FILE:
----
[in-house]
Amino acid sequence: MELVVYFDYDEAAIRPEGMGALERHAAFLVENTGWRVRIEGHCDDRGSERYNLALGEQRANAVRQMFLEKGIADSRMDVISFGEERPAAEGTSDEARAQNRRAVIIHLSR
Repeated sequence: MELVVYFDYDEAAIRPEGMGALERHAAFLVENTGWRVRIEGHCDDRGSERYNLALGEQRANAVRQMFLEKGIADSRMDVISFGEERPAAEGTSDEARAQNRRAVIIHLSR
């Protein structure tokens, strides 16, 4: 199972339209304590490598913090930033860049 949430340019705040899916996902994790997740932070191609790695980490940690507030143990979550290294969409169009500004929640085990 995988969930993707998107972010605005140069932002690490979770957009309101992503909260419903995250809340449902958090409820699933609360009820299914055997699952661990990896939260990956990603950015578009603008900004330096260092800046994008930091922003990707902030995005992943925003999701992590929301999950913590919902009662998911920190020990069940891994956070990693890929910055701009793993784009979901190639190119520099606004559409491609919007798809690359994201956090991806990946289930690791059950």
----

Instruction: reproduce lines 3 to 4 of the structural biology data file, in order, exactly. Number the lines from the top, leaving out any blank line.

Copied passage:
Repeated sequence: MELVVYFDYDEAAIRPEGMGALERHAAFLVENTGWRVRIEGHCDDRGSERYNLALGEQRANAVRQMFLEKGIADSRMDVISFGEERPAAEGTSDEARAQNRRAVIIHLSR
């Protein structure tokens, strides 16, 4: 199972339209304590490598913090930033860049 949430340019705040899916996902994790997740932070191609790695980490940690507030143990979550290294969409169009500004929640085990 995988969930993707998107972010605005140069932002690490979770957009309101992503909260419903995250809340449902958090409820699933609360009820299914055997699952661990990896939260990956990603950015578009603008900004330096260092800046994008930091922003990707902030995005992943925003999701992590929301999950913590919902009662998911920190020990069940891994956070990693890929910055701009793993784009979901190639190119520099606004559409491609919007798809690359994201956090991806990946289930690791059950």